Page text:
Iran will be holding a nuclear disarmament conference with the motto “nuclear energy for all, nuclear weapons for none” on 17-18 April. Iranian Diplomacy has interviewed Ramin Mehmanparast, spokesperson for Iran’s Ministry of Foreign Affairs, to ask him about the objectives of the conference.
You have told the press that the UN Secretary General and the IAEA chief have also been invited to Tehran’s nuclear disarmament conference. How likely is their attendance?
Tehran has invited delegations from all over the world. In a few days we will know at what level these delegations will attend the conference. As you said, UN Secretary General Ban Ki-moon and IAEA chief Mr. Amano have also been invited. They may have other plans, so we are waiting to see if they visit personally or send representatives.
There is diversity in our invitations. There are high-ranking officials, well-known disarmament scholars, and NGOs specializing in nuclear disarmament. The level of delegations will become clear in the next few days.
Exactly how many countries have been invited for the Tehran conference and how many have accepted the invitation?
Nearly seventy countries have been invited, of which we think about fifty will send envoys to Tehran.
What about China? Any clear response?
A Chinese delegation will certainly attend the conference but we don’t know yet about its level. Typically, these procedures continue until the last days leading to the conference.
An Egyptian delegation will also come to Tehran. Do you think this could be another step towards normalization of Tehran-Cairo ties?
Definitely. We believe there are common grounds which call for serious cooperation between Iran and Egypt. Nuclear disarmament is one case. Egypt, as a member of the Non-Aligned Movement and current president of the organization, has taken an exemplary stance over this matter. Our similar positions over the nuclear issue can help us encourage other countries to take actual steps towards this goal of nuclear disarmament.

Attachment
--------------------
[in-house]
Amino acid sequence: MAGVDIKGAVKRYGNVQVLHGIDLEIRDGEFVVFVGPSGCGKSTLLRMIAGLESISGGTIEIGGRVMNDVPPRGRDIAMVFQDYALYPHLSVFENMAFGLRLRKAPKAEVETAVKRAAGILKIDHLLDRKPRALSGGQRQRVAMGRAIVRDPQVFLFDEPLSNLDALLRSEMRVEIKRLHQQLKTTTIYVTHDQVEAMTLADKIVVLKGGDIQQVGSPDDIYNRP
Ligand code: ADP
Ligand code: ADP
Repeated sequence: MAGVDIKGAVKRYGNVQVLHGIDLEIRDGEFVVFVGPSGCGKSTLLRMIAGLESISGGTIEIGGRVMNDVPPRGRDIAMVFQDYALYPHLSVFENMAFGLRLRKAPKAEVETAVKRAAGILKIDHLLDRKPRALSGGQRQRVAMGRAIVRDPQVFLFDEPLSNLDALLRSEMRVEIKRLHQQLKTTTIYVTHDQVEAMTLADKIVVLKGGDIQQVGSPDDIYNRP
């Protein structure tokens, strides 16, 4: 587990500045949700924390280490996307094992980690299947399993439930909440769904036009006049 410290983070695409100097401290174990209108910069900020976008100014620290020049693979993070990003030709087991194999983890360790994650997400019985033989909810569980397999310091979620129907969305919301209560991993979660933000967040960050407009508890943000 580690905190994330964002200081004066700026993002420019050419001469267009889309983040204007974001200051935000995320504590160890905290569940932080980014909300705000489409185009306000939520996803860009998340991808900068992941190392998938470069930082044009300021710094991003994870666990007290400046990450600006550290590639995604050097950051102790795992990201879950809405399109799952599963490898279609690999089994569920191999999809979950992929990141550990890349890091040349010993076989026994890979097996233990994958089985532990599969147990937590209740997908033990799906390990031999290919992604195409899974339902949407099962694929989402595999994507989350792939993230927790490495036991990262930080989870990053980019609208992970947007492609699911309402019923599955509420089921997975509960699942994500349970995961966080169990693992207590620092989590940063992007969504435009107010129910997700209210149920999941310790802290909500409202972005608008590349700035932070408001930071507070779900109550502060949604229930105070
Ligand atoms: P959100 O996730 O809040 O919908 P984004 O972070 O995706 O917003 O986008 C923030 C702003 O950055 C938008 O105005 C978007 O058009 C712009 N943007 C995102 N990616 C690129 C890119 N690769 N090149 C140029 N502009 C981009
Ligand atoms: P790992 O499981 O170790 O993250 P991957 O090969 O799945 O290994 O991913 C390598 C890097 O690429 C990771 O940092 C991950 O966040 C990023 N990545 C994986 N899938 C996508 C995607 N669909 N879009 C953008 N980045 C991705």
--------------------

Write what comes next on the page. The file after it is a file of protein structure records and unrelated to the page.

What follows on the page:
The Tehran conference will be held a few days after a similar conference in Washington on nuclear security. How do you see the coincidence?
Tehran believes any nuclear conference, wherever it is held, is a constructive measure. But to be taken seriously by the global public opinion, it needs practicality more than anything else.
How can the Tehran conference demonstrate Iran’s peaceful goals in pursuing a nuclear program?
Tehran believes every country is entitled to enjoy the use of nuclear technology as long as it is responsible, i.e. not moving towards the production and use of nuclear weapons, and as long as it is committed to nuclear disarmament. In fact, Iran supports peaceful use of nuclear know-how, while it strongly opposes any application of this technology in a non-peaceful, military field.
This interview was published by Iranian Diplomacy on 12 April 2010; it is reproduced here for non-profit educational purposes.